The Limits of Détente The United States, the Soviet Union, and the Arab-Israeli Conflict, 1969-1973 Craig Daigle

Publication date:
30 Oct 2012
Yale University Press
448 pages: 235 x 156 x 30mm
35 b-w illus.
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In this first book-length analysis of the origins of the October 1973 Arab-Israeli War, Craig Daigle draws on documents only recently made available to show how the war resulted not only from tension and competing interest between Arabs and Israelis, but also from policies adopted in both Washington and Moscow. Between 1969 and 1973, the Middle East in general and the Arab-Israeli conflict in particular emerged as a crucial Cold War battleground where the limits of detente appeared in sharp relief.

By prioritizing Cold War detente rather than genuine stability in the Middle East, Daigle shows, the United States and the Soviet Union fueled regional instability that ultimately undermined the prospects of a lasting peace agreement. Daigle further argues that as detente increased tensions between Arabs and Israelis, these tensions in turn negatively affected U.S.-Soviet relations.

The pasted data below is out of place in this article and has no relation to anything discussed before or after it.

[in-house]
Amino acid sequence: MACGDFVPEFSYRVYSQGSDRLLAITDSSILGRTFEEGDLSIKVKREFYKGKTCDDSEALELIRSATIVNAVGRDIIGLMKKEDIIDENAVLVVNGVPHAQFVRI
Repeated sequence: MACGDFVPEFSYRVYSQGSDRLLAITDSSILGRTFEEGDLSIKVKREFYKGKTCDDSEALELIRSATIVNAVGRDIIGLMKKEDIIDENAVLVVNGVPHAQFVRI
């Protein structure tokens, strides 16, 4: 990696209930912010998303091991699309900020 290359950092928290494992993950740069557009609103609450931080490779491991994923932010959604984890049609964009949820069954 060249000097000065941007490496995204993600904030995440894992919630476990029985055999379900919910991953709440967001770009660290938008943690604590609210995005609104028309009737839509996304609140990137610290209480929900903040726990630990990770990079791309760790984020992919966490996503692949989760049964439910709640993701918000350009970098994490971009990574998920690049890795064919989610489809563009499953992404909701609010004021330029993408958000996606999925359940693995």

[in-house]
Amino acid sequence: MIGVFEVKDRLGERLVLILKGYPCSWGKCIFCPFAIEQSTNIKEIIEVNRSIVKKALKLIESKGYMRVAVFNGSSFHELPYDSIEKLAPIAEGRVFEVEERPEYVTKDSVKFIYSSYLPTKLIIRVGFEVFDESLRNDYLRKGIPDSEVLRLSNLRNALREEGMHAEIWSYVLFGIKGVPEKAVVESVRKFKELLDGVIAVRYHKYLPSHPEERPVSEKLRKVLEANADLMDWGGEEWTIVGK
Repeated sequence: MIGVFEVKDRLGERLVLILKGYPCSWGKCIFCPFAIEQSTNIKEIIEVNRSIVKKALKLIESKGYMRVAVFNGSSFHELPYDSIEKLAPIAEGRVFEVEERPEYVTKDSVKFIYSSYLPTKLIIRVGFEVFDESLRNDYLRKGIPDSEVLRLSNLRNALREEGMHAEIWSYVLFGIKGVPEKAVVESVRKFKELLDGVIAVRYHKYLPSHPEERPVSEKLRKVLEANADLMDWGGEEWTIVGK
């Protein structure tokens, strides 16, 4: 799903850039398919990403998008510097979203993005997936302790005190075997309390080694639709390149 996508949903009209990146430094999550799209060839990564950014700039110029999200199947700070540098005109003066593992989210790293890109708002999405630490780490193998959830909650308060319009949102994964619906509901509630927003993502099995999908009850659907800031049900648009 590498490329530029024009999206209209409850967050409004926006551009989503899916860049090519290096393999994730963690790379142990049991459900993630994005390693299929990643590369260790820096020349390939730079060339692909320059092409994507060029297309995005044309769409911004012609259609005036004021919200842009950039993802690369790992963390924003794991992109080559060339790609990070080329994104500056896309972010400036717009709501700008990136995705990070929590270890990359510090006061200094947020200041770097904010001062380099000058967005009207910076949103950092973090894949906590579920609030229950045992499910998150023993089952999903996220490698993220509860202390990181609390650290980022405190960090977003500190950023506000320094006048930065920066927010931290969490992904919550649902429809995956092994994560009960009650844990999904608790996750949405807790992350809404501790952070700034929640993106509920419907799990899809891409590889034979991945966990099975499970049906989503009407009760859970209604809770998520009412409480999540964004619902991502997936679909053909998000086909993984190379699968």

Craig Daigle is assistant professor of history at the City College of New York.

"No one has done a better job than Craig Daigle to explain the origins of the October 1973 war. He skillfully draws on recently declassified documents to make a convincing case that U.S.-Soviet detente had the paradoxical consequence of raising the odds of war in the Middle East."--William B. Quandt, University of Virginia